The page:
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Big Barriers to Building a New Generation of Arctic Vessels

Photo courtesy of Kulluk Unified Command.
While returning to winter harbor, Shell’s drillship Kulluk ran aground in Alaska on New Year’s Eve 2012 during a storm after losing connection with its tow ship.

The industry’s experience thus far drilling offshore the Arctic is a powerful argument to build a new generation of vessels and drilling rigs purpose built for operations in heavy ice. Many of the new exploration concepts that seek to overcome challenges in the Arctic were presented at the recent 2014 Arctic Offshore Technology Conference in Houston. Alexander Brovkin, a facilities and logistics adviser at the Chevron Arctic Center, agrees that while new vessel technology is needed for exploration drilling in the Arctic, first the resource must be proved by the drill bit. “An operator must first have a portfolio of Arctic wells before making a significant capital investment to design or build something new,” he said, adding that companies will be pushed to make decisions soon in order to comply with the terms and deadlines set by their offshore leases.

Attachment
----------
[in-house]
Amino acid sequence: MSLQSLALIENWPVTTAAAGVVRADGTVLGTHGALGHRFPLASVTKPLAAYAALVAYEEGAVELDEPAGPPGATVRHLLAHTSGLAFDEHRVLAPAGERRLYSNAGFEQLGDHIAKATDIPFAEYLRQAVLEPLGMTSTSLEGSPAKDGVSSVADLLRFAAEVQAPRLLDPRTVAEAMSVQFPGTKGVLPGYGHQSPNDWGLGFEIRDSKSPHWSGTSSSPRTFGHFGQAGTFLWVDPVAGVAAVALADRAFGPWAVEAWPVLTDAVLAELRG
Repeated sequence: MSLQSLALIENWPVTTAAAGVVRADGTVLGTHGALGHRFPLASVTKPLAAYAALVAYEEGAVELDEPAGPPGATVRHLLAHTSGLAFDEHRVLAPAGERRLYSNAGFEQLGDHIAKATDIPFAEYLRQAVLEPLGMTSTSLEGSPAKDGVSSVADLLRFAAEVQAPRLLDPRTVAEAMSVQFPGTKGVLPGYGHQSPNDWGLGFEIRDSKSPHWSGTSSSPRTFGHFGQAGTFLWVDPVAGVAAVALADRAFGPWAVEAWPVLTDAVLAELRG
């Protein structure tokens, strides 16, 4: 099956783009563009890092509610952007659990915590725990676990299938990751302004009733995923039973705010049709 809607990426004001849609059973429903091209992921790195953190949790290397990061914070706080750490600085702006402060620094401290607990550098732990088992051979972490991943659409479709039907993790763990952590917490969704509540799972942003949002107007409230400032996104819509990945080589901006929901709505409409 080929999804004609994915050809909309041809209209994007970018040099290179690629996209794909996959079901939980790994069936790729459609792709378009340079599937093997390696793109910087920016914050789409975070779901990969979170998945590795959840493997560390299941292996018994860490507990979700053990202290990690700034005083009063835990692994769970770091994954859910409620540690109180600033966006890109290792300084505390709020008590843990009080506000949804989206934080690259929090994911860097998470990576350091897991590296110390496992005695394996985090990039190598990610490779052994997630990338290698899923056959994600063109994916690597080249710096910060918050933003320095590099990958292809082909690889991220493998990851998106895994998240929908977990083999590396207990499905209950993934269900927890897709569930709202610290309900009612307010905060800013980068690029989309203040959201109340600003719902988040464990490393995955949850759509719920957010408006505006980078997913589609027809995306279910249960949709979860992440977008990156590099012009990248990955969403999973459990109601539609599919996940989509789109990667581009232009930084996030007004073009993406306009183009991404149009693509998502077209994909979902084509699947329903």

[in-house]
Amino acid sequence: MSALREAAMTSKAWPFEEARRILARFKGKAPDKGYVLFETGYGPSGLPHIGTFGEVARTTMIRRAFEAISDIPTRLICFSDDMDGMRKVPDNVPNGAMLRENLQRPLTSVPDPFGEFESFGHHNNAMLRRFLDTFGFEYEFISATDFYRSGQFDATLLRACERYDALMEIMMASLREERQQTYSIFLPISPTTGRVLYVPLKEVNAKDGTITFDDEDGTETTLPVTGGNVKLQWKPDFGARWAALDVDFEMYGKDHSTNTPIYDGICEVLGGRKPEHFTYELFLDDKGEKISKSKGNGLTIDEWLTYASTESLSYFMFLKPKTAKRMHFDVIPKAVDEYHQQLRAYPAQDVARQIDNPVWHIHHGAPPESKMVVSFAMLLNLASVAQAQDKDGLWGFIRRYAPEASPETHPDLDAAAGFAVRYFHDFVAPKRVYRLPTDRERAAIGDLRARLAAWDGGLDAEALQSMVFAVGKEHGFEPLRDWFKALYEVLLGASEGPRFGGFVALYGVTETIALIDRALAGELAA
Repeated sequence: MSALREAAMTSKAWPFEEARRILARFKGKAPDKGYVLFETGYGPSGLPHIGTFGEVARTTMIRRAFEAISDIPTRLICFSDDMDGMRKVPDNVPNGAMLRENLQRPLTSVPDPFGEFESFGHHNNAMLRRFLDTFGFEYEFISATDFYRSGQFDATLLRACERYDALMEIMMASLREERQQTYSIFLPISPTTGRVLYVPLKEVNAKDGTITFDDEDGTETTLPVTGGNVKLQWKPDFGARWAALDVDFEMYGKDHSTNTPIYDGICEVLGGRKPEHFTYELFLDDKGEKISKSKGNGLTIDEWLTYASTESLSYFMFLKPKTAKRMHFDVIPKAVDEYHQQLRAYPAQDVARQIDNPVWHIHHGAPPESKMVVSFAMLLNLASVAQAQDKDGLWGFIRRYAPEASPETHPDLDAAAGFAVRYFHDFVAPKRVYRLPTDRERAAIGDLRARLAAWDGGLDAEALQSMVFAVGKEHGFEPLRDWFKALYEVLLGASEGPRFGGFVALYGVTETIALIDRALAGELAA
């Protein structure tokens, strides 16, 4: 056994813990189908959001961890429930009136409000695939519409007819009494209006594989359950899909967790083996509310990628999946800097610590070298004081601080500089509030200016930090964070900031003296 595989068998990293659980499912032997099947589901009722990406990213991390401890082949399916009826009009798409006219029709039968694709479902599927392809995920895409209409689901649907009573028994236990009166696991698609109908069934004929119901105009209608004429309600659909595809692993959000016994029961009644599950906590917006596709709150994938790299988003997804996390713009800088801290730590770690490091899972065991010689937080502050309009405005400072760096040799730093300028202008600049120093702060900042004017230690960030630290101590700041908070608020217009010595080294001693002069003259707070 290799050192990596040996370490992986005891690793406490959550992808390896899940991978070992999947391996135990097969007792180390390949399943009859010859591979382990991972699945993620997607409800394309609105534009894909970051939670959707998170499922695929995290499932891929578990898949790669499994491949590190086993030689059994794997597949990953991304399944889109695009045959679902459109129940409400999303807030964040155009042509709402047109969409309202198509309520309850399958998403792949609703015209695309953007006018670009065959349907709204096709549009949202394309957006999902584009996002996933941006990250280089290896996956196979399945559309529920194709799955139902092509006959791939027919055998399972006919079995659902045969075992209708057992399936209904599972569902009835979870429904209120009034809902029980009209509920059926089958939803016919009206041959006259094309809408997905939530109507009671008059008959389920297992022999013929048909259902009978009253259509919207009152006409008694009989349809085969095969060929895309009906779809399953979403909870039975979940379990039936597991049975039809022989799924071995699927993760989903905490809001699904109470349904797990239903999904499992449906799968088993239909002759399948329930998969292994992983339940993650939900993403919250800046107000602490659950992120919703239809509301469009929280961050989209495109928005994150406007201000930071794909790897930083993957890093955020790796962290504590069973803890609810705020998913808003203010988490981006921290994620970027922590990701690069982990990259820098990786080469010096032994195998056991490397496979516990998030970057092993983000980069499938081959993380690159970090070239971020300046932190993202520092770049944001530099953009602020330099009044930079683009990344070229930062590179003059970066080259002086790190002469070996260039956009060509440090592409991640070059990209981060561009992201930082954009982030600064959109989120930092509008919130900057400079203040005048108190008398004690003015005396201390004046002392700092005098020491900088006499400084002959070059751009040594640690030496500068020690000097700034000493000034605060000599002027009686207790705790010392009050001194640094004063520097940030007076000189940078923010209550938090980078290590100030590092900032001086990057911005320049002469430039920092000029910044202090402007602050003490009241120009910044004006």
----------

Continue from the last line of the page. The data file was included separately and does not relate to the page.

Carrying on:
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Big Barriers to Building a New Generation of Arctic Vessels

Trent Jacobs, JPT Senior Technology Writer

01 May 2014

Volume: 66 | Issue: 5

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